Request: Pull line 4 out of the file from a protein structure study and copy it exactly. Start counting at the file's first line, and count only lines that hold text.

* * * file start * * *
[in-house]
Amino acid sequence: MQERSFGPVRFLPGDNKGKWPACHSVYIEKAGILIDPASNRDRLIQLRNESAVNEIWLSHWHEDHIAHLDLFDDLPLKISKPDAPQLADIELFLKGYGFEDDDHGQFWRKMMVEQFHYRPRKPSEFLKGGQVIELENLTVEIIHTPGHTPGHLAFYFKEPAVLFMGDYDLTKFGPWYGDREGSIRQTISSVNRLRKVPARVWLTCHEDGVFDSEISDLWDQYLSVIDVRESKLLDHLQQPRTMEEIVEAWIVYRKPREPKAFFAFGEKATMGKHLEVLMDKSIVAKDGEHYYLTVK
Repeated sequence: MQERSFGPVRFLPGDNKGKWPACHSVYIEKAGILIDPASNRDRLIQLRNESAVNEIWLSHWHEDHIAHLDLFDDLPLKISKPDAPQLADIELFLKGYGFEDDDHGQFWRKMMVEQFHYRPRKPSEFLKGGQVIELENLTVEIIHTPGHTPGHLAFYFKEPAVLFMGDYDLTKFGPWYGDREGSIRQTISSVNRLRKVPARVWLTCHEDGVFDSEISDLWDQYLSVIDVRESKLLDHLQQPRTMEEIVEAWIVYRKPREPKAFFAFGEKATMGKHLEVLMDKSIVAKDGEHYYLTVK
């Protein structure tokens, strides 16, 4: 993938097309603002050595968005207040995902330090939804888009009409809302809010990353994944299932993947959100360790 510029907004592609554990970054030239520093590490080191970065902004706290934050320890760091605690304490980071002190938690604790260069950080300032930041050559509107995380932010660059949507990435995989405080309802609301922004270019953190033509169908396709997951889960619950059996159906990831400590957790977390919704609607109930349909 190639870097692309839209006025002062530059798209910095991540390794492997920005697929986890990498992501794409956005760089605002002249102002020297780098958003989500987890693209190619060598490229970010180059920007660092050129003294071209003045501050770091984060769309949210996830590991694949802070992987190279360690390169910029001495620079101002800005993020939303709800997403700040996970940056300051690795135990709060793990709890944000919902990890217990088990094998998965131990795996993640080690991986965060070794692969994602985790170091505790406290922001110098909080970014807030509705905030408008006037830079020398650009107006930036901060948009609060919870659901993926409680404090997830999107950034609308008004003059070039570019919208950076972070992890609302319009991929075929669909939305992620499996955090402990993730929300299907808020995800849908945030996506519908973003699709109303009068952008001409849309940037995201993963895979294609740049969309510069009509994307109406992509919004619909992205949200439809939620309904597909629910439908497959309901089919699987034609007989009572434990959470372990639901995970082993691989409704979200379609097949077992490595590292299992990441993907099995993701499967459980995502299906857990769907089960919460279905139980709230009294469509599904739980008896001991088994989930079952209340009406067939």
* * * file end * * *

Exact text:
């Protein structure tokens, strides 16, 4: 993938097309603002050595968005207040995902330090939804888009009409809302809010990353994944299932993947959100360790 510029907004592609554990970054030239520093590490080191970065902004706290934050320890760091605690304490980071002190938690604790260069950080300032930041050559509107995380932010660059949507990435995989405080309802609301922004270019953190033509169908396709997951889960619950059996159906990831400590957790977390919704609607109930349909 190639870097692309839209006025002062530059798209910095991540390794492997920005697929986890990498992501794409956005760089605002002249102002020297780098958003989500987890693209190619060598490229970010180059920007660092050129003294071209003045501050770091984060769309949210996830590991694949802070992987190279360690390169910029001495620079101002800005993020939303709800997403700040996970940056300051690795135990709060793990709890944000919902990890217990088990094998998965131990795996993640080690991986965060070794692969994602985790170091505790406290922001110098909080970014807030509705905030408008006037830079020398650009107006930036901060948009609060919870659901993926409680404090997830999107950034609308008004003059070039570019919208950076972070992890609302319009991929075929669909939305992620499996955090402990993730929300299907808020995800849908945030996506519908973003699709109303009068952008001409849309940037995201993963895979294609740049969309510069009509994307109406992509919004619909992205949200439809939620309904597909629910439908497959309901089919699987034609007989009572434990959470372990639901995970082993691989409704979200379609097949077992490595590292299992990441993907099995993701499967459980995502299906857990769907089960919460279905139980709230009294469509599904739980008896001991088994989930079952209340009406067939």